The opinion of the court was delivered by: SMITH, JR.
The Black Panther Party along with some of its members and supporters bring this action against the United States, former and current high-ranking officials of several government agencies, and a former White House Assistant, contending that the defendants conspired to destroy the Party. The matter is before the Court on defendants' motion for the sanctions of dismissal and costs because plaintiffs have allegedly failed to comply with this Court's order dated August 6, 1979. On the grounds that their earlier responses were internally inconsistent, contradictory, and evasive, the August 6 order compelled plaintiffs to provide further answers clarifying previous answers, explaining inconsistencies noted by the defendants, or stating under oath that they were without further knowledge if that were the case; to have the Party's officers individually review specified interrogatories and provide whatever responsive information each might have; to file further responses based on a complete review of the plaintiffs' publication, the Black Panther, with respect to every issue presented by the plaintiffs' allegations; to choose between continuing to assert a claim of constitutional privilege or proceeding with this suit; and finally, in the case of plaintiff Mr. Huey Newton, either to give further answers to certain interrogatories or to withdraw his claims related to them.
Compliance with the August 6 order
1. The plaintiffs shall file further responses to forty four specified interrogatories, clarifying previous answers, explaining inconsistencies referred to by the defendants, providing further information, or stating under oath that they are without further knowledge of these matters.
The answers are fatally defective in several respects. In some instances not only do they fail to clarify previous answers, they create further confusion. In other instances they either completely ignore the inconsistencies the Party was directed to address or they introduce new information inconsistent with that already given in this case and with information given under oath by another member of the Party officially authorized to speak on its behalf, Mr. Huey Newton. The new supplemental answers fail to comply with the requirements of this Court's August 6 order.
2. The plaintiffs shall direct Party officers who have responsive information to answer personally and under oath 107 specified interrogatories.
The plaintiffs refuse to comply with this directive. They continue instead to press the argument raised prior to this Court's August 6 order, that Rule 33 allows a private association to name an agent to furnish such information as is available.
The doctrine of the "law or rule of the case" does not always compel rigid adherence to a prior decision in a given case. Nevertheless, once an issue is litigated and decided, absent some good reason why a prior ruling is inapplicable or should no longer be followed, that ruling should stand. Naples v. U. S., 123 U.S.App.D.C. 292, 293, 359 F.2d 276, 277 (D.C.Cir. 1966). There has been no such showing in the present case. The reasons set out in the August 6 order are still valid and justify this Court's discretionary requirement that the individual officers of the Party respond to particular interrogatories: records are admittedly scarce, a considerable time has elapsed since the alleged occurrences, and many witnesses are scattered or no longer available. The quality of subsequent discovery has underlined the propriety of this ruling. As noted above, the supplemental answers filed by the Party's new agent continue to be unclear, contradictory, and internally inconsistent. The plaintiffs are once again not in compliance with the Court's explicit order.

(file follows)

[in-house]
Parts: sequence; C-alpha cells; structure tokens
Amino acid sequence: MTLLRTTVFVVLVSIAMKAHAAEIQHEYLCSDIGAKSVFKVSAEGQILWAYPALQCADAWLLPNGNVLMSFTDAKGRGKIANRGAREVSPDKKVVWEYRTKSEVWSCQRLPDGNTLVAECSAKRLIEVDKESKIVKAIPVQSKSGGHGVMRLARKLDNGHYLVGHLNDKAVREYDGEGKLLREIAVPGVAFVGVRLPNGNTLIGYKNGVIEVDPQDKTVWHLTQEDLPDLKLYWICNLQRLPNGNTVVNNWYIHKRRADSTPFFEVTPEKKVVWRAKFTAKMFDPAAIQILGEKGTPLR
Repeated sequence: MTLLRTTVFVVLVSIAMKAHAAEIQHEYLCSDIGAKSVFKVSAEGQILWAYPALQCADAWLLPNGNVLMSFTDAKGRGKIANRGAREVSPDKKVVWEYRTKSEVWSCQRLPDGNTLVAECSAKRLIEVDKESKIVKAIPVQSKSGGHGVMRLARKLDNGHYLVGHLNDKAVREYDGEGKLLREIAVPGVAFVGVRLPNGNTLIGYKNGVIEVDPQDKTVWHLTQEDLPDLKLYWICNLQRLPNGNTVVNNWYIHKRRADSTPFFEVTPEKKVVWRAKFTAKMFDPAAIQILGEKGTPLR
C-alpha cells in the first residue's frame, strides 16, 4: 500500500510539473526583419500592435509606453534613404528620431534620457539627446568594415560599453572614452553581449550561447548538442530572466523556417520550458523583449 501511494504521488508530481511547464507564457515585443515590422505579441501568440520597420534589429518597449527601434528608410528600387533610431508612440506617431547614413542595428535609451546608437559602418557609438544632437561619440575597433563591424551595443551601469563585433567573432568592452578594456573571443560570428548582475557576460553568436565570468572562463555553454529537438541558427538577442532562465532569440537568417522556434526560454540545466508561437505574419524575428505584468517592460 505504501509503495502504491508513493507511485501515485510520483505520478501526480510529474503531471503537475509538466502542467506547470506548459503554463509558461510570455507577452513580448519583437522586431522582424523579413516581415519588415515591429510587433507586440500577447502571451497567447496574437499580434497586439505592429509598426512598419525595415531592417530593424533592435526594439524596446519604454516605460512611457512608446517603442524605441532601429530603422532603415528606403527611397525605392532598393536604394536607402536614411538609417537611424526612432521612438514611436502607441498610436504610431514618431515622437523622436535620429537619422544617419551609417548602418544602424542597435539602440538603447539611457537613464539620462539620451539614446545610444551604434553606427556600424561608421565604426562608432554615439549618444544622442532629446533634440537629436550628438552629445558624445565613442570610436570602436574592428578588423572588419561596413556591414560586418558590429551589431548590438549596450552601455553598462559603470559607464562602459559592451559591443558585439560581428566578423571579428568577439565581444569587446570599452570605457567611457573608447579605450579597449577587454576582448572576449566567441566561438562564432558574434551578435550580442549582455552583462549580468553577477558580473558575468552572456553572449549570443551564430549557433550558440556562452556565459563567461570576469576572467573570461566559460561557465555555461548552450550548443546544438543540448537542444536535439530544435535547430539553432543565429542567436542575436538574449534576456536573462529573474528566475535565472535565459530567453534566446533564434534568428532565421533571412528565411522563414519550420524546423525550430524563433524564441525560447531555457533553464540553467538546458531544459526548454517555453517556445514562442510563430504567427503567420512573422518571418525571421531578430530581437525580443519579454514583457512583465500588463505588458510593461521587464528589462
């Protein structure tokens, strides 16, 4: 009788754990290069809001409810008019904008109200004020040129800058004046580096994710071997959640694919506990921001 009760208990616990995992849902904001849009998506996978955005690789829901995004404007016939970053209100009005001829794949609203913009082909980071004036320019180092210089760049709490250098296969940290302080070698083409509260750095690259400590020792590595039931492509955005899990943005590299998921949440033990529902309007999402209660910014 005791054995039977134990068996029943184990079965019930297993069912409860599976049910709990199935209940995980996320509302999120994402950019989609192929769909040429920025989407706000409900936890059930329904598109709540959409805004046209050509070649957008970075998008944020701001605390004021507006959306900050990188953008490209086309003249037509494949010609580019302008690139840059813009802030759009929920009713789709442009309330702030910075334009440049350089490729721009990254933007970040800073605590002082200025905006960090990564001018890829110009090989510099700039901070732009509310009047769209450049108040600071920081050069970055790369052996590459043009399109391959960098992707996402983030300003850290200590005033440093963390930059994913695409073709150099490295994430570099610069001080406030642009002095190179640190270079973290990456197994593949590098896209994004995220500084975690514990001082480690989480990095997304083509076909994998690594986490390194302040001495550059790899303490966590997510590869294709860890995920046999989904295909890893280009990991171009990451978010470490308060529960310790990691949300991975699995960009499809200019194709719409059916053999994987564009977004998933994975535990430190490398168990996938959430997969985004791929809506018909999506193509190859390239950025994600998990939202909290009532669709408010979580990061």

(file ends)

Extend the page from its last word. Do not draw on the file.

3. The plaintiffs shall choose between continuing to assert a claim of constitutional privilege or proceeding with this lawsuit.
The Party continues to urge its claim of first amendment privilege with respect to the names of Central Committee members not previously disclosed (Interrogatory 21), the identity of local leaders of Party affiliates except those published in the Black Panther (Interrogatory 33), and the names of individual Party members not already publicly known (Interrogatory 61). Because of the special character of this litigation, which involves a suit brought several years after the alleged events by plaintiffs who have lost or destroyed almost all the relevant documents, the identity of these individuals is critical to the parties sued. These may well be the individuals able to provide defendants with the information necessary for their defense even to the point of telling them exactly what they are accused of doing. The plaintiffs cannot choose to be litigants and at the same time exempt themselves from the rule of law that binds all federal litigants. They cannot, that is, assert the privilege and at the same time proceed with this lawsuit. Anderson v. Nixon, 444 F. Supp. 1195, 1199 (D.D.C.1978); See, e.g., Independent Productions Corp. v. Loew's, Inc., 22 F.R.D. 266, 276-77 (S.D.N.Y.1958); 4 J. Moore, Federal Practice P 26.60(6) at 252-54 (2d ed. 1979).
4. The plaintiffs shall file further responses based on a complete review of the Party's publication, the Black Panther, with respect to every issue presented by the plaintiffs' allegations.
5. Mr. Huey Newton shall either give further answers to certain interrogatories or withdraw his ...